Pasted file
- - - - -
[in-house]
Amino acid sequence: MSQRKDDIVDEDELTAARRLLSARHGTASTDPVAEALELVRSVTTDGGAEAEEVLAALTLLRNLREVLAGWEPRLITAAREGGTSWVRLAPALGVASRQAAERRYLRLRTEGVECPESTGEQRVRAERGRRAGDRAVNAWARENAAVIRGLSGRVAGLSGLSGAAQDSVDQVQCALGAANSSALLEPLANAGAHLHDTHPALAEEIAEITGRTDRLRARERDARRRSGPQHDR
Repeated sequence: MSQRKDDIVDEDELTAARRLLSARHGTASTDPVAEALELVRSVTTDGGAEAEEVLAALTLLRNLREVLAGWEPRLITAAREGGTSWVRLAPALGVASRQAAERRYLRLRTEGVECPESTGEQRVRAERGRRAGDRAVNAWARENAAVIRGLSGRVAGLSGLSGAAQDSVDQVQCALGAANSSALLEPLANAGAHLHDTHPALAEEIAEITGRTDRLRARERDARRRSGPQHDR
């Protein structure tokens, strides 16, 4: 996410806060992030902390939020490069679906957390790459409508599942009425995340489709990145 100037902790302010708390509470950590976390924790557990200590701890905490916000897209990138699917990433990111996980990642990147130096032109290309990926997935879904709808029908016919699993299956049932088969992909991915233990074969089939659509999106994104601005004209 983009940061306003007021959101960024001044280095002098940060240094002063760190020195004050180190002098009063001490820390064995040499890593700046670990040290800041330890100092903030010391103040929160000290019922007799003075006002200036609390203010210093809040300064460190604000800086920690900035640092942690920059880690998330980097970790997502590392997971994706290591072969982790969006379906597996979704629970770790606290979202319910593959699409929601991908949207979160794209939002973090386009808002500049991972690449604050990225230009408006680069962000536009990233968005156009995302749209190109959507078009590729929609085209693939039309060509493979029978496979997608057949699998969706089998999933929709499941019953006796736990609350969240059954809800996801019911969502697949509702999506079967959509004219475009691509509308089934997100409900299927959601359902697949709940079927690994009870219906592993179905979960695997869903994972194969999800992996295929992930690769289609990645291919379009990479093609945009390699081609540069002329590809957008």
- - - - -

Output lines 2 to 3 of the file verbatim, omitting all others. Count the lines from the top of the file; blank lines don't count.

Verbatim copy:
Amino acid sequence: MSQRKDDIVDEDELTAARRLLSARHGTASTDPVAEALELVRSVTTDGGAEAEEVLAALTLLRNLREVLAGWEPRLITAAREGGTSWVRLAPALGVASRQAAERRYLRLRTEGVECPESTGEQRVRAERGRRAGDRAVNAWARENAAVIRGLSGRVAGLSGLSGAAQDSVDQVQCALGAANSSALLEPLANAGAHLHDTHPALAEEIAEITGRTDRLRARERDARRRSGPQHDR
Repeated sequence: MSQRKDDIVDEDELTAARRLLSARHGTASTDPVAEALELVRSVTTDGGAEAEEVLAALTLLRNLREVLAGWEPRLITAAREGGTSWVRLAPALGVASRQAAERRYLRLRTEGVECPESTGEQRVRAERGRRAGDRAVNAWARENAAVIRGLSGRVAGLSGLSGAAQDSVDQVQCALGAANSSALLEPLANAGAHLHDTHPALAEEIAEITGRTDRLRARERDARRRSGPQHDR